Back Page: Attitudes About Accents

Karolina Hansen

Psychologist scientist Karolina Hansen of the University of Warsaw in Poland investigates the assumptions and biases we harbor toward foreign and native accents.

How did you become interested in studying linguistic biases?

It all started with a Cognitive Psychology lecture. The whole lecture was interesting, but what especially attracted my attention was the Sapir-Whorf hypothesis about linguistic relativity. I found it a fascinating and intuitively true idea that people who speak different languages will see the world differently. Straight after the lecture I borrowed a book with a collection of Whorf’s articles and essays from a library. Later, I asked the professor whether I could write my bachelor’s thesis with her. I also stayed with her for my master’s thesis.

The other lecture that I also found great was Social Psychology. I also always liked learning new languages and I even taught Brazilian Portuguese for some time. Now I combine all of these interests and fascinations in my work.

Have any surprising or counterintuitive findings come out of your research on accent attitudes?

Oh, definitely! I had read a lot and thought a lot about how people may react to others who look like an immigrant, but speak like a native. Still, when I first saw results showing that a Turkish-looking person speaking standard German is evaluated as more competent than a German-looking German speaker, I was surprised. You expect something based on a theory, but still, when it really comes it can be surprising.

Have you found distinct differences (or similarities) about attitudes toward accents across different countries and cultures?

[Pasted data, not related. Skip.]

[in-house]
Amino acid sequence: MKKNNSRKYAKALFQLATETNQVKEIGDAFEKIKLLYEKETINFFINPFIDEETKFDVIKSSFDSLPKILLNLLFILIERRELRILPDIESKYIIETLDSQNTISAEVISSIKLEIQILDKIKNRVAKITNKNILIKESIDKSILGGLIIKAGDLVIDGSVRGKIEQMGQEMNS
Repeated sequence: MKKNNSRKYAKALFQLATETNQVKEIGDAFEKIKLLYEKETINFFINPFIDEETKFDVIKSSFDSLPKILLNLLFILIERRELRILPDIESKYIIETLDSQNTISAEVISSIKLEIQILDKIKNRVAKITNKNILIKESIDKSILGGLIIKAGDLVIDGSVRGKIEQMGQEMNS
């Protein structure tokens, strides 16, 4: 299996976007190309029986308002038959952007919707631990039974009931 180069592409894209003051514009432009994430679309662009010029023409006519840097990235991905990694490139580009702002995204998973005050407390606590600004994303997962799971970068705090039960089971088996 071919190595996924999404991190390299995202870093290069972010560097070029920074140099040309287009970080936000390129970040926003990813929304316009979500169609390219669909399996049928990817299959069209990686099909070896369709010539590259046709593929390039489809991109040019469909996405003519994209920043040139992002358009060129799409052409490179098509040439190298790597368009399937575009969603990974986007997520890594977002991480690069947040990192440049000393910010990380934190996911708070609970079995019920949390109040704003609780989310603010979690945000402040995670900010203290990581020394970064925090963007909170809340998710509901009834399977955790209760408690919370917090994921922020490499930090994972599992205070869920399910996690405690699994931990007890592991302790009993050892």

Oh, yes. In the US, UK, or in Germany people expect others to speak English or German; this is the default. A nice surprise is when an immigrant speaks without a foreign accent But in Poland, a country with few immigrants and a language spoken rarely in other parts of the world, people are happy when a foreigner speaks Polish at all. They don’t care about the accent, and they might even feel suspicious if they encounter a person who has an immigrant background, but speaks Polish like a native. I think that these differences are very important to study.

What do you plan to study next in this area of research?

I want to look more into the cross-cultural differences in perceptions of accented speakers. Also, I think and I already see in my data that with time and growing awareness of different kinds of discrimination, people might be less willing to admit their prejudice. I want to study this aspect, too. I think that we also forget that time is flying and people’s attitudes might be changing as well. Both the cultural and the time dimensions are important to me.

What have been your own experiences with accent biases?  Are there any accents that you have specific attitudes about?

People in the US tend to say they don’t know where my accent is coming from. Some say Germany, some say France, and some just don’t have a clue. That’s probably because I spent time in Germany and some time in other countries, often speaking English with an international crowd. In an academic context I don’t feel discriminated against and I’d rather see people’s curiosity about where I come from. But in a context of renting a flat abroad I had one or two unpleasant situations where I felt that people ignored me because I didn’t sound like a person who has a job and could pay the rent. It was, to some extent, interesting to experience accent discrimination firsthand.

As to my own perception of other people’s accents, it was fascinating to notice when I started hearing differences between accents that I hadn’t heard before. I was born and raised in Warsaw and I did my master’s there, but for my PhD I moved to Germany When I arrived, I struggled a bit with the language at first, but I got better over time.

In my research there I recorded people speaking German with different accents, and  there was this sad and magic moment in my research when I noticed “Oh, this accent sounds funny, but incompetent.” If someone would have played it to me on my first days of learning German of course I wouldn’t have known that there is anything “wrong” with it. This was an important moment for me, to see the phenomenon that I study in myself and also to see it emerge in a relatively short period of time.

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